Maharashtrian Thali

Maharashtrian Thali

Maharashtra is one of the progressive state in India and also becoming one of the booming region in global economy. The state has maintained its distinct identity in many fields like cloths, sports, Language and most importantly in Food. The Food legacy of Maharashtrian food is developed from its glorious past and still moving ahead. A typical Maharashtrian Thali consists of following Food Items.

1. Grains The staple dishes of Maharashtrian cuisine are based on a variety of flat breads and rice. The flat breads can be wheat-based, such as the traditional trigonal Ghadichi Poli or the round chapati more common in urban areas. Bhakri is a bread made from Ragi, or millet, including jwari and Bajri, and forms part of daily meals in rural areas.

2. Vegetables: Until recently, canned or frozen food was not widely available in Maharashtra and the rest of India. Therefore, vegetables used in a meal widely depended on the seasonal availability. For example, Spring (March May) is season of cabbage, onions, potatoes, Okra, Guar Tondali, Shevgyachya shenga, Dudhi, Marrow, and Padwal. The Rainy Monsoon Season (June - September) brings green leafy vegetables, such as Aloo, Gourds like Karle, Dodka and eggplant. Chili peppers, carrots, tomatoes, cauliflower, French beans, peas, etc. become available in the cooler climate of October to February. Leafy vegetables like Fenugreek, Amaranth, Beetroot, Radish, Dill, Colocasia, Spinach, Ambadi, Chuka, Chakwat, kardai and Tandulja are either cooked in a stir-fry fashion or made into a soup type preparation using buttermilk and gram flour, Many Vegetables are also used in salad preparations called Koshimbirs or Raita. Most of these have yogurt as the other main ingredient.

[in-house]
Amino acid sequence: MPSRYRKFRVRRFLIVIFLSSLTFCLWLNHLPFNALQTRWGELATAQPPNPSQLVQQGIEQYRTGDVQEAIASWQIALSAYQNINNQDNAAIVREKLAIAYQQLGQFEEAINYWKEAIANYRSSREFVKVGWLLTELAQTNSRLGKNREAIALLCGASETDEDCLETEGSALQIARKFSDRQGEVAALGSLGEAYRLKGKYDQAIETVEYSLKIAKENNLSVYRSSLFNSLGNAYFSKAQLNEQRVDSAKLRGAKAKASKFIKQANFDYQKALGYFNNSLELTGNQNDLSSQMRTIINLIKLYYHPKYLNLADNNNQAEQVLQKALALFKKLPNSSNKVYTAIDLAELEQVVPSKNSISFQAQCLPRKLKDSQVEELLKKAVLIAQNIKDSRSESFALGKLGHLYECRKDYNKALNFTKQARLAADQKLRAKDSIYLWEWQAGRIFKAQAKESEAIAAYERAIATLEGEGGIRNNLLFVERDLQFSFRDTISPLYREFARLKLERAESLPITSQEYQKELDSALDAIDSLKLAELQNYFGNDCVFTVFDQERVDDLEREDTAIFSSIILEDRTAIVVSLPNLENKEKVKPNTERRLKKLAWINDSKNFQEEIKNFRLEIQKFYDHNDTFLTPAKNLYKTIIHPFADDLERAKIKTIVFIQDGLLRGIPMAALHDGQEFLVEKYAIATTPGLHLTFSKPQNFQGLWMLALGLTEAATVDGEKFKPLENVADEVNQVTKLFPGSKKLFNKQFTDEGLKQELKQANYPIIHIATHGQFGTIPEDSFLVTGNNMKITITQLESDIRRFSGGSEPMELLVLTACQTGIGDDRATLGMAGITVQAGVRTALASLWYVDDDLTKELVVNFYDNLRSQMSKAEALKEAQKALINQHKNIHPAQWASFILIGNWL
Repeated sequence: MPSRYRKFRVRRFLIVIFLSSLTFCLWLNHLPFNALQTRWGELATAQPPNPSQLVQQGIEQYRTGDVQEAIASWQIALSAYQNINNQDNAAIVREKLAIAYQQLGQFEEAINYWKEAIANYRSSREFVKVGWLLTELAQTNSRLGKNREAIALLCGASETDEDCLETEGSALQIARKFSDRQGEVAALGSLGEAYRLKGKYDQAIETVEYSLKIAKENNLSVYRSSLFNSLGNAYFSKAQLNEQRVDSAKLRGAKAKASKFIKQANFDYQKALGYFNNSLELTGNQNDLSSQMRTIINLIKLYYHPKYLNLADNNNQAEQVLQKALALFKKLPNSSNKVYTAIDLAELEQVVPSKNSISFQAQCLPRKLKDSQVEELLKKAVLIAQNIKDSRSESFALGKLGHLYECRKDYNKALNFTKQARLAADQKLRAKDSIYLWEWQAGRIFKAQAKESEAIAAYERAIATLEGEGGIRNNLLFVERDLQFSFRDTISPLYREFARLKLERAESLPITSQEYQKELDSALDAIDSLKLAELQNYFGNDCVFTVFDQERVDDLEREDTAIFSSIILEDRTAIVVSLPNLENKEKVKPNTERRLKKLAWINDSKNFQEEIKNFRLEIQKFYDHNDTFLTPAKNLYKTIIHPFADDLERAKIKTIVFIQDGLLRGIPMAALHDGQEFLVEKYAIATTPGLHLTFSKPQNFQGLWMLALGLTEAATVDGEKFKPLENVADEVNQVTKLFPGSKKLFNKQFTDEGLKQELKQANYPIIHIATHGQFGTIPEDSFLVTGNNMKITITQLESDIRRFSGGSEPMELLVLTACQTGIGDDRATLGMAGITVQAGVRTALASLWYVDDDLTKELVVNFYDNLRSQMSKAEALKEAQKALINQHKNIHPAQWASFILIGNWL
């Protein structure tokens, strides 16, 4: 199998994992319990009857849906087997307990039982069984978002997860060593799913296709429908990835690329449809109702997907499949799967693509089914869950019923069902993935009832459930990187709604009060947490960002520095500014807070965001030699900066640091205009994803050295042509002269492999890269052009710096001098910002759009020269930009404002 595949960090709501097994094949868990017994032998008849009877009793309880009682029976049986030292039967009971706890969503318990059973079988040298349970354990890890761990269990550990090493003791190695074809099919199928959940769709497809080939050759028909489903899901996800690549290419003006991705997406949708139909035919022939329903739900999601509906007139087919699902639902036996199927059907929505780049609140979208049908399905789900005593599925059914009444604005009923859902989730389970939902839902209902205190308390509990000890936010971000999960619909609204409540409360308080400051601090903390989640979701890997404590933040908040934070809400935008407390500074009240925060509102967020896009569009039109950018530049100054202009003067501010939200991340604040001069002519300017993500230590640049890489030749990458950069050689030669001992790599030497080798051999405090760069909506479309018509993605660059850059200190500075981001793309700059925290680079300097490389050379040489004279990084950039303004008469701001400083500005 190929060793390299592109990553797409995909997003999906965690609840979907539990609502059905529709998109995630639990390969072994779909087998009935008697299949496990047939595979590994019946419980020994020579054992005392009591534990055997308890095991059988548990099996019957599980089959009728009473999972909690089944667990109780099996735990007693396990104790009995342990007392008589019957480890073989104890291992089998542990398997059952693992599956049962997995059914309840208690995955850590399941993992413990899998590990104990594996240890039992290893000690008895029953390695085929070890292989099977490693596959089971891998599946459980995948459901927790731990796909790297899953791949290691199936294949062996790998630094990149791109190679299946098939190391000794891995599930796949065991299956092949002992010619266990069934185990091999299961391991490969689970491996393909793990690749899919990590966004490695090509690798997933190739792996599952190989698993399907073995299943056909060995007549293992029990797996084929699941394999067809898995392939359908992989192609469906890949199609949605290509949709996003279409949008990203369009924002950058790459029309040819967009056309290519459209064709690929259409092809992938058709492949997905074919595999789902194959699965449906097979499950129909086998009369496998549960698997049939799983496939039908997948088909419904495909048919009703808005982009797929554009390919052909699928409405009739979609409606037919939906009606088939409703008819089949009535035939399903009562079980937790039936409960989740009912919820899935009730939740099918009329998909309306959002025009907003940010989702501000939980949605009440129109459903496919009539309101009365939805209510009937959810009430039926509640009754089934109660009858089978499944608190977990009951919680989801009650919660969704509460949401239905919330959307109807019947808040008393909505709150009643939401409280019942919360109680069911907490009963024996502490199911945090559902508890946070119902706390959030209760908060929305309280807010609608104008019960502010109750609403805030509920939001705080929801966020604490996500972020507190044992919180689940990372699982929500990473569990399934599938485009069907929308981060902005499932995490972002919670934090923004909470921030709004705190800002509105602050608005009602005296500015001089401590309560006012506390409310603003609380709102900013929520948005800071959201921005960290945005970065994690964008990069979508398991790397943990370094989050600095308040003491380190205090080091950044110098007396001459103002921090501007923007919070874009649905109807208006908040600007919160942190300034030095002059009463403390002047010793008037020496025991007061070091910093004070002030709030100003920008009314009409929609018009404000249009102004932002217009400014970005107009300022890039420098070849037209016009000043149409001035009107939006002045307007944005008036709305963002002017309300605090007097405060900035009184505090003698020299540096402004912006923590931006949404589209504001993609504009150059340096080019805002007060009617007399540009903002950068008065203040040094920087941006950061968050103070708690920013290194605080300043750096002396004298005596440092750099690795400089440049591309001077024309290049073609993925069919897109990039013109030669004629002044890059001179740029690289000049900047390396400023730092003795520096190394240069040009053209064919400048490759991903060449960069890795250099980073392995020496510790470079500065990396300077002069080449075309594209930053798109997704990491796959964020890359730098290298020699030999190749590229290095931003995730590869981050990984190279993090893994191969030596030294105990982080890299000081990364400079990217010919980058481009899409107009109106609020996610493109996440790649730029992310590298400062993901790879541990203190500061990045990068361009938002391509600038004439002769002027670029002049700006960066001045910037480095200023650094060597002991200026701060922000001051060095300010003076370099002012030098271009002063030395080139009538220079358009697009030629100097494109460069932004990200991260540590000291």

3. Legumes: Along with green vegetables, another class of food stuff popular in Maharashtra is various beans, either whole or split. The split beans are called Dal and used in a variety of ways. Such as turned into amti or thin soup, added to vegetable such as Dudhi or cooked with rice to make Khichadi. The beans commonly used in Maharashtra include peas, Chick peas, Mung, Matki, Urid kidney bean, Black-eyed pea (black eye bean), Hulga or Kulith and Toor (Pigeon peas).

4. Seafood: Seafood is a staple for many communities that hail from the coastal Konkan region. Most of the recipes are based on marine fish varieties of different kind, prawns and crabs. A distinct Malvani cuisine of mainly seafood dishes is popular. Popular fish varieties include Bombay duck, Pomfret, Bangda and Surmai /Kingfish. The seafood is used in recipes such as curries, pan-fried dishes and pilaf.

Typical menus: Urban Maharashtrian menus have wheat and rice in form of chapattis and plain rice respectively as the main part of the menu, whereas the traditional rural household would have millet in form of bhakri on the Deccan plains part of Maharashtra and rice on the coastal Konkan as the respective staples. Typical Maharashtrian breakfast items include Misal, Pohe, and upma, Sheera, Sabudana Khichadi and Thalipeeth. The contemporary vegetarian lunch and dinner plate in urban areas will have

a combination of the following:

1.Wheat Flat bread such as chapati or Ghadichi poli Boiled rice
2.A salad or Koshimbir based on onions, tomatoes, cucumber etc.Papadum or related snacks
3. A dry or fresh Chutney, Mango or lemon pickles
4. A soup type aamti or varan preparation based on toor dal, other dals or Kadhi. When Usal is part of the menu, the aamti may be omitted.
5. A vegetable preparation with gravy based on seasonal vegetables such as egg plants, Okra, potatoes, cauliflower etc.
6. A dry vegetable preparation mainly based on leafy vegetables such as spinach
7. Usal based on sprouted or unsprouted whole legumes Apart from bread, rice, chutney etc., the other items may be substituted with each other. Families that eat meat, fish and poultry may have a combination of vegetarian and non-veg dishes with rice and chapattis remaining as the staples. All the vegetable or non-veg items are essentially dips for the bread or mixing with the rice.